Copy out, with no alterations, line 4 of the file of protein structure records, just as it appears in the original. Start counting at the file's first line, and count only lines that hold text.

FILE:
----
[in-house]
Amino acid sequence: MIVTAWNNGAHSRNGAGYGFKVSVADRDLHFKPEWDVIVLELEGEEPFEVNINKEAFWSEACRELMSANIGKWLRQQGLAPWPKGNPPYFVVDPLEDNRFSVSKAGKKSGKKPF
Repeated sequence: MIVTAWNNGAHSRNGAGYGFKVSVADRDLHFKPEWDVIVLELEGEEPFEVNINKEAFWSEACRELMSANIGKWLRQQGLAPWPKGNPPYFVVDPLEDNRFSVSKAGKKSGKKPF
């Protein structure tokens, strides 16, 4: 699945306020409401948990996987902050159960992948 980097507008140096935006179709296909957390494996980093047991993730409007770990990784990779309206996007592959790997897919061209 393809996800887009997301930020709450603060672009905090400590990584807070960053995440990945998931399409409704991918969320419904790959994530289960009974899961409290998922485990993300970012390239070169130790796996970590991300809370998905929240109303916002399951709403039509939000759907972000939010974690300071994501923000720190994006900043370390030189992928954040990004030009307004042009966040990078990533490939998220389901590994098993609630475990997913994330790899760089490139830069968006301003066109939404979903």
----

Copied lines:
């Protein structure tokens, strides 16, 4: 699945306020409401948990996987902050159960992948 980097507008140096935006179709296909957390494996980093047991993730409007770990990784990779309206996007592959790997897919061209 393809996800887009997301930020709450603060672009905090400590990584807070960053995440990945998931399409409704991918969320419904790959994530289960009974899961409290998922485990993300970012390239070169130790796996970590991300809370998905929240109303916002399951709403039509939000759907972000939010974690300071994501923000720190994006900043370390030189992928954040990004030009307004042009966040990078990533490939998220389901590994098993609630475990997913994330790899760089490139830069968006301003066109939404979903």